I remember the moment I got hooked on science.

Don’t get me wrong, before that moment I had always liked science. During my K-12 education, I enjoyed my science classes. I found the material interesting. There was a lot I liked about science, as a topic. But it wasn’t until my undergraduate years that I learned what it felt like to do science, and that’s the part I fell in love with.

When I was little, I tried to conduct misguided experiments — such as mixing together substances that I found in the bathroom cabinets — that my father rescued me from. Being that said experiments sprung forth from the whims of a small child, they were dangerous, unprincipled, and did not in any way adhere to the scientific method. In high school, I did “experiments” in my chemistry classes, by which I mean I was assigned to measure reagents, mix them per the assignment’s recipe, observe a reaction, and measure its outcome. While those assignments followed the scientific method in that I was testing a hypothesis derived from a particular theory, and the test was carried out in a principled way, no new knowledge was gained. The thrill of discovery was notably absent. …


Every now and then, I think back to the fist time someone genuinely complimented my academic writing — not just because it was kind, but because I was confused. I had so normalized receiving negative feedback exclusively that I couldn’t even interpret what was said in the moment as a compliment.

Picture shows a close up of a red pen with the cap removed. The pen is resting on the cap such that the point is raised.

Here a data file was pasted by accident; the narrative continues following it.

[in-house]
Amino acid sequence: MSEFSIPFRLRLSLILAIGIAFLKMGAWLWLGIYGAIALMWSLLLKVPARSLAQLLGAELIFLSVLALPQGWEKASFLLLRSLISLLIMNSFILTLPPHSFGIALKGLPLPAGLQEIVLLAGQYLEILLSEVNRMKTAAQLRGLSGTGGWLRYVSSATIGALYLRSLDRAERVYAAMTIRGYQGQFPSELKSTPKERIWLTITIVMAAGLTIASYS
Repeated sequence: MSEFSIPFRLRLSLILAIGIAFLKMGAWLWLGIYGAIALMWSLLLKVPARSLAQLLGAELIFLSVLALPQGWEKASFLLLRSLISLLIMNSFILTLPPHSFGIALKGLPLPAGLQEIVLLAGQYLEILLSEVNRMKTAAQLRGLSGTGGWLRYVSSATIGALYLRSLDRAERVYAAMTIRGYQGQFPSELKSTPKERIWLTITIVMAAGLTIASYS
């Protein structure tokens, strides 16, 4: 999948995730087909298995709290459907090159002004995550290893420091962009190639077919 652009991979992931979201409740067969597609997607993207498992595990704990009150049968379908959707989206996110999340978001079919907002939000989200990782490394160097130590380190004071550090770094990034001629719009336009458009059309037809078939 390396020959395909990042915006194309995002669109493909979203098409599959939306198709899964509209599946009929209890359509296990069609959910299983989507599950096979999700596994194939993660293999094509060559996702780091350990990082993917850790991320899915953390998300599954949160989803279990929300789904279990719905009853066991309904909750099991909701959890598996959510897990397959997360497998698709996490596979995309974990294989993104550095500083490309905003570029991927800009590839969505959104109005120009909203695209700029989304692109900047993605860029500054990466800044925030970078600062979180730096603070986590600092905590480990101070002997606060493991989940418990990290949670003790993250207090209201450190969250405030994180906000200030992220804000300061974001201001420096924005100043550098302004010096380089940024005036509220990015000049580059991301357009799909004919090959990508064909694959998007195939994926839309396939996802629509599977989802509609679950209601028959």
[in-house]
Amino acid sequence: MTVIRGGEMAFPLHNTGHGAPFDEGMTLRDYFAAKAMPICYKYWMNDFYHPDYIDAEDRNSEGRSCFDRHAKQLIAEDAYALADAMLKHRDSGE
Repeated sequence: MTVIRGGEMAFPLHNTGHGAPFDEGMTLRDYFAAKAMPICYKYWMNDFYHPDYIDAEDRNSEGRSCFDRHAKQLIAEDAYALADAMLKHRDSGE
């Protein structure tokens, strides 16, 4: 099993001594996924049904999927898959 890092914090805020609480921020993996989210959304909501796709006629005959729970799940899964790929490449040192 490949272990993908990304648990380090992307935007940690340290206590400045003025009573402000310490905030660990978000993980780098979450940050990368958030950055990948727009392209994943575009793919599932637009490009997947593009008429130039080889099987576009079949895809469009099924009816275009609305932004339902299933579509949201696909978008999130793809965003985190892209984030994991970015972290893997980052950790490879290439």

Picture shows a close up of a red pen with the cap removed. The pen is resting on the cap such that the point is raised.
Photo by Jan Verbist from FreeImages.

Prior to that, the feedback I received on my writing ran the gamut from merely unconstructive, to downright unkind — sometimes with a dash of patronizing tone for flavor (I guess?). …


Content warning: Because the topic is emergency documentation, I describe traumatic experiences and grief that can constitute personal emergencies. I also discuss current events taking place in 2020, many of which are also traumatic, in relation to emergency documentation.

On the topic of excusing students for missing class, assignments, etc., due to personal emergencies: Over the years I decided to never ask for details or documentation. Here’s why.

Photo showing the silhouette of a person sitting alone against a dark sky. It communicates a sense of sadness and isolation.
Photo showing the silhouette of a person sitting alone against a dark sky. It communicates a sense of sadness and isolation.
Photo by Asif Akbar from FreeImages

My position is informed in part by my own experience with family emergencies. …

About

Dr. Gwen Rehrig

Postdoctoral researcher studying language and vision at UC Davis. Opinions expressed are mine, not my employer’s.

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